Presented as a poster at the Digestive Disease Week, New Orleans, LA, May 1–5, 2010.
Diagnosis and management of afferent limb syndrome in patients with ileal pouch-anal anastomosis†
Article first published online: 26 OCT 2010
Copyright © 2010 Crohn's & Colitis Foundation of America, Inc.
Inflammatory Bowel Diseases
Volume 17, Issue 6, pages 1287–1290, June 2011
How to Cite
Kirat, H. T., Kiran, R. P., Remzi, F. H., Fazio, V. W. and Shen, B. (2011), Diagnosis and management of afferent limb syndrome in patients with ileal pouch-anal anastomosis. Inflamm Bowel Dis, 17: 1287–1290. doi: 10.1002/ibd.21503
- Issue published online: 10 MAY 2011
- Article first published online: 26 OCT 2010
- Manuscript Accepted: 24 AUG 2010
- Manuscript Received: 30 JUL 2010
- Key Words;
- afferent limb;
- ileal pouch-anal anastomosis;
- restorative proctocolectomy
Distal small bowel obstruction following ileal pouch-anal anastomosis (IPAA) can occur secondary to acute angulation or prolapse of the afferent limb at the pouch inlet, namely, afferent limb syndrome (ALS). The aim of this study is to report our experience in diagnosis and management of ALS in patients with IPAA.
All patients with ALS after IPAA were identified from prospectively maintained databases. Demographic, clinical, endoscopic, and radiographic features together with its management and outcome were studied.
Eighteen patients (12 female) were included. The mean age was 35.6 ± 14.3 years. Most patients presented with intermittent obstructive symptoms. Fifteen patients were diagnosed by pouch endoscopy with features of angulation of the pouch inlet and difficulty in intubating the afferent limb; 12 patients had kinking or narrowing of the pouch inlet identified with abdominal imaging. The median follow-up was 1.3 (range, 0.14–16.1) years. Nine patients underwent empiric balloon dilatation of the afferent limb/pouch inlet. Of nine, four needed repeat dilatations. One patient with repeat dilatation ultimately had pouch excision; another has been scheduled for surgery after failed repeat dilatations. Eight patients underwent surgery, resection of angulated bowel (n = 3), pouchopexy (n = 2), pouch mobilization with small bowel fixation (n = 1), and pouch excision (n = 2). One patient without symptoms did not receive any therapy despite the finding of ALS on pouchoscopy.
ALS was characterized by clinical presentation of partial small bowel obstruction, which can be diagnosed by careful pouchoscopy and/or abdominal imaging. Endoscopic or surgical intervention is often needed and surgical therapy appears to be more definitive. (Inflamm Bowel Dis 2011;)
Restorative proctocolectomy (RPC) with ileal pouch-anal anastomosis (IPAA) has become the surgical procedure of choice for patients with ulcerative colitis (UC) who require surgery and some patients with familial adenomatous polyposis (FAP). Small bowel obstruction is one of the common complications after IPAA.1–5 In addition to the adhesions and strictures, distal small bowel obstruction can be caused by afferent limb obstruction. Read et al6 studied six patients with afferent limb obstruction and recommended that afferent limb obstruction should be suspected in patients with recurrent obstruction after IPAA. Bypass of the obstructed segment from the distal ileum to the pouch has been attempted. Due to risk of recurrent afferent limb angulation, pouchopexy may also be considered. However, this study included small number of patients and there has been no other study specifically reporting outcomes in patients with afferent limb syndrome (ALS), which has been defined by Shen et al7 as distal small-bowel obstruction caused by an acute angulation, prolapse, or intussusceptions of the afferent limb at the junction to the pouch. There are no specific studies in the literature on the clinical features and management strategies for patients with ALS. Therefore, we aimed to report our experience regarding presentation and management of ALS in patients with IPAA.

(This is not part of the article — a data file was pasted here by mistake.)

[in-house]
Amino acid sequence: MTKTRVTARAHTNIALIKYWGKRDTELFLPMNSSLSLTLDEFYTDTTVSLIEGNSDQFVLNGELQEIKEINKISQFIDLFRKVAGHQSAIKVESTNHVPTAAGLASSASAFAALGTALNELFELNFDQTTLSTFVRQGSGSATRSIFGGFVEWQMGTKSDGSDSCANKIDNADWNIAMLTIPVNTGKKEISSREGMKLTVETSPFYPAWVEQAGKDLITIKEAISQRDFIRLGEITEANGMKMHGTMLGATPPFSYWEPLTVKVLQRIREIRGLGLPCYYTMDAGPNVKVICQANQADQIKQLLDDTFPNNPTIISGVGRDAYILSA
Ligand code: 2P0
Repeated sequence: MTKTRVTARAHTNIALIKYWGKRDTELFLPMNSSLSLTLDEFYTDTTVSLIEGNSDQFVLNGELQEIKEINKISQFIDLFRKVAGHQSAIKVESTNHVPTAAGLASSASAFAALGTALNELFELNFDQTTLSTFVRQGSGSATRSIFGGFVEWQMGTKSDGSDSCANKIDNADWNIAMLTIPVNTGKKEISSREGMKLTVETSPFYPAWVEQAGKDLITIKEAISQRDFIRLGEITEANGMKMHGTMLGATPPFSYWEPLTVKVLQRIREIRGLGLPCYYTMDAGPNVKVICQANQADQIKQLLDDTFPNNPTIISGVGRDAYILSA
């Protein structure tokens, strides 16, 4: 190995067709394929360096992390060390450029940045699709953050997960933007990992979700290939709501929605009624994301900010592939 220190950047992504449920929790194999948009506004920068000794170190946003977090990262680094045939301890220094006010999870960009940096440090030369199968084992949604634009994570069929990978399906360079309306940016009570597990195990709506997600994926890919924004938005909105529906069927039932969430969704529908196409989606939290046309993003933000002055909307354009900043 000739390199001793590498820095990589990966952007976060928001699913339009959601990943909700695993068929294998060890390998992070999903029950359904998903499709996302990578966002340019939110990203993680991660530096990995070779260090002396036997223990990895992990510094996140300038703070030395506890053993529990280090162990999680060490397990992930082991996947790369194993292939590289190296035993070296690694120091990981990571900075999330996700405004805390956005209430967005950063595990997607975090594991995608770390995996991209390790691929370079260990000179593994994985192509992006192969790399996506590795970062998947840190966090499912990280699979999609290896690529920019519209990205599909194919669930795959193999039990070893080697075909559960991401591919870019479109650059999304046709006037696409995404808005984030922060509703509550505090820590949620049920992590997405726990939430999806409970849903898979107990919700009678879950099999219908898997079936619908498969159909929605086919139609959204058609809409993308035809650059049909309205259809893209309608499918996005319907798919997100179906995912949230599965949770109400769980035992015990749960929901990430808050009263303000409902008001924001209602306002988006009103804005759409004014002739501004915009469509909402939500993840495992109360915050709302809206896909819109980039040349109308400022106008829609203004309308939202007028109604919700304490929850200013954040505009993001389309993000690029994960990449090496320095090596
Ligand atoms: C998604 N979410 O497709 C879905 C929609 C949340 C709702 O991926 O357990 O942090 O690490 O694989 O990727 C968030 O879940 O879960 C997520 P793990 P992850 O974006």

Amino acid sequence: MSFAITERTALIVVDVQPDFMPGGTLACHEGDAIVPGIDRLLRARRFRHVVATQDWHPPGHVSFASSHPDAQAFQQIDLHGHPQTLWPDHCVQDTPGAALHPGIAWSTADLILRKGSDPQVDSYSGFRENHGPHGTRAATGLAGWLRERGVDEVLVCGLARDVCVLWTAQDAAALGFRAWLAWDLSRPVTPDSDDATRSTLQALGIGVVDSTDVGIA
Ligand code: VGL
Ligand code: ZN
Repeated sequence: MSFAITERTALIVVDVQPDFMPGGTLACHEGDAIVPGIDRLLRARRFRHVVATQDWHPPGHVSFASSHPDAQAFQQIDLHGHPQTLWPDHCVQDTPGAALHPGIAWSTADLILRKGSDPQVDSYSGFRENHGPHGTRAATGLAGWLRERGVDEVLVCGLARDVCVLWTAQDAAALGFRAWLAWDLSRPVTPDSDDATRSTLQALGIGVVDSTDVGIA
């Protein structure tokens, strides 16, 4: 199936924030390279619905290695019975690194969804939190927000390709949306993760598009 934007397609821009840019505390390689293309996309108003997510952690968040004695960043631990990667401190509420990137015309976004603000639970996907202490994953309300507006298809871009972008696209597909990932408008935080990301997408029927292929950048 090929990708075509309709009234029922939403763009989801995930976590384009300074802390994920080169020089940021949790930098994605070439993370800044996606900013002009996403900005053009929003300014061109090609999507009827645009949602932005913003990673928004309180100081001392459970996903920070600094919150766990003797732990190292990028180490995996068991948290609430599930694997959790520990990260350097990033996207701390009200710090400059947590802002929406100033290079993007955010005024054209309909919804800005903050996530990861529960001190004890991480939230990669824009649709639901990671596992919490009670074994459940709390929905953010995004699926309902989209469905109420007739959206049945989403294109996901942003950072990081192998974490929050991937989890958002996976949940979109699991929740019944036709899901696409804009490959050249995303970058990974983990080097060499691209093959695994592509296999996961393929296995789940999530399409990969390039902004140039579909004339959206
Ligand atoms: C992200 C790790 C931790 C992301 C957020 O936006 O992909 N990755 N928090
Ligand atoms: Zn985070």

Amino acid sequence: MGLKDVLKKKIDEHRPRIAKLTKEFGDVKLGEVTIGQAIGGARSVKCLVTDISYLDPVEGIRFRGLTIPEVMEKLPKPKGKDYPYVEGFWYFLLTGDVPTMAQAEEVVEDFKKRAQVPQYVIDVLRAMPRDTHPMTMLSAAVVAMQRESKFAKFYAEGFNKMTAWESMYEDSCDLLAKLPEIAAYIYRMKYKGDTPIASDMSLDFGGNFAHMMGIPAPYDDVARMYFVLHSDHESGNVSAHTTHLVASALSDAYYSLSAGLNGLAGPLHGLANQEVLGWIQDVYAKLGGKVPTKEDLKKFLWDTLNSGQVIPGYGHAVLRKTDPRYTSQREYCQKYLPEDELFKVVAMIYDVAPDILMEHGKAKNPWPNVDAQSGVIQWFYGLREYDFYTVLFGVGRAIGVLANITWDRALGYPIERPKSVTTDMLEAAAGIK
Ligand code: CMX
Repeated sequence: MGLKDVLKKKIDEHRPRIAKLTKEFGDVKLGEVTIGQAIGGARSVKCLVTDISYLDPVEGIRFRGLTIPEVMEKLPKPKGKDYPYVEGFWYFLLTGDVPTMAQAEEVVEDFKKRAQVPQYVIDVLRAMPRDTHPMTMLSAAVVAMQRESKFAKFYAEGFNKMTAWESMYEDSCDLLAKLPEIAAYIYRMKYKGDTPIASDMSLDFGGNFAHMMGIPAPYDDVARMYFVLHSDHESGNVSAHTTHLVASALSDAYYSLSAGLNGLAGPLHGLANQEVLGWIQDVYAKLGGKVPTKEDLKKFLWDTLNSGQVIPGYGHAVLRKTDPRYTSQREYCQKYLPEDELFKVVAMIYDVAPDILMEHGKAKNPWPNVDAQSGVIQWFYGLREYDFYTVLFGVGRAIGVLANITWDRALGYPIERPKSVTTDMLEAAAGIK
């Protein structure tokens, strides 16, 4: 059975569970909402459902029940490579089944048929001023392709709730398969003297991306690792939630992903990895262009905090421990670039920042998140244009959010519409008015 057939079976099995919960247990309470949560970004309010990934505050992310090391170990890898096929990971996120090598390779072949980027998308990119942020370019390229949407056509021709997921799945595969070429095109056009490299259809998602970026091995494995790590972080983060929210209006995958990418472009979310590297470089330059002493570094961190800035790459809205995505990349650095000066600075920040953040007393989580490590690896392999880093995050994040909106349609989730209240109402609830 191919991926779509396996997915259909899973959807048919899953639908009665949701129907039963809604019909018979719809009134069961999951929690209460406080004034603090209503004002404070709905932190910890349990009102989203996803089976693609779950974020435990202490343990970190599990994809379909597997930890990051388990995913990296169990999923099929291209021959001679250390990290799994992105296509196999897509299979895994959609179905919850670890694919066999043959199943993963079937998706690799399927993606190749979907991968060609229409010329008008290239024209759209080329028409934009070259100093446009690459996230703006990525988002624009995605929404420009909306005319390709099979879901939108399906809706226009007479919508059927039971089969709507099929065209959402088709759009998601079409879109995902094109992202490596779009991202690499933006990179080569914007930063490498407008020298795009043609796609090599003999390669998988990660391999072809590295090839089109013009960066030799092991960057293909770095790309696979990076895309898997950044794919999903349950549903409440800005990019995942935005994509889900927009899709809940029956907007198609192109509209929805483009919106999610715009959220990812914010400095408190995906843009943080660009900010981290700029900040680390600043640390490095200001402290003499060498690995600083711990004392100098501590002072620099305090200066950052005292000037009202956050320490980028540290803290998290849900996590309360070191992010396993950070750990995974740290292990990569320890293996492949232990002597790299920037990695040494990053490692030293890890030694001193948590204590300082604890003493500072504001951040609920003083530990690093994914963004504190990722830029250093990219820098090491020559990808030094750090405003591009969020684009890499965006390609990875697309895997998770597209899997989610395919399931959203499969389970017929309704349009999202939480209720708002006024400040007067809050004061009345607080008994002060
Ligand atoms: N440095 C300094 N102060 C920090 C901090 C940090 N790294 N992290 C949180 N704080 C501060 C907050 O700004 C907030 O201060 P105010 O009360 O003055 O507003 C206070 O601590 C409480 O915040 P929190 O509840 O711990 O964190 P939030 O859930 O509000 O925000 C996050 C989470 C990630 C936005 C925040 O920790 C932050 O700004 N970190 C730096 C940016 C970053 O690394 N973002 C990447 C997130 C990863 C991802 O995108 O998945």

PATIENTS AND METHODS
All patients who had obstructive symptoms and diagnosed with ALS after primary IPAA performed at our institution or elsewhere and were treated in the Pouchitis Clinic and Department of Colorectal Surgery at the Cleveland Clinic were identified and the study was approved by the Cleveland Clinic Institutional Review Board.
Inclusion and Exclusion Criteria
ALS patients with an acute angulation, prolapse, or intussusception of the afferent limb at the junction to the pouch diagnosed by endoscopic or radiologic means were included. Those with IPAA presenting with obstructive symptoms due to adhesions, intraluminal strictures, or fibrostenotic Crohn's disease (CD) were excluded.
Definition of Afferent Limb Syndrome and Diagnostic Modality
Afferent limb syndrome was defined as distal small-bowel obstruction caused by an acute angulation, prolapse, or intussusception of the afferent limb at the junction to the pouch (Fig. 1), in the absence of intraluminal mucosa-associated strictures. Data were abstracted from Pouch Clinic and Pouchitis Clinic databases as well as patients' electronic medical records.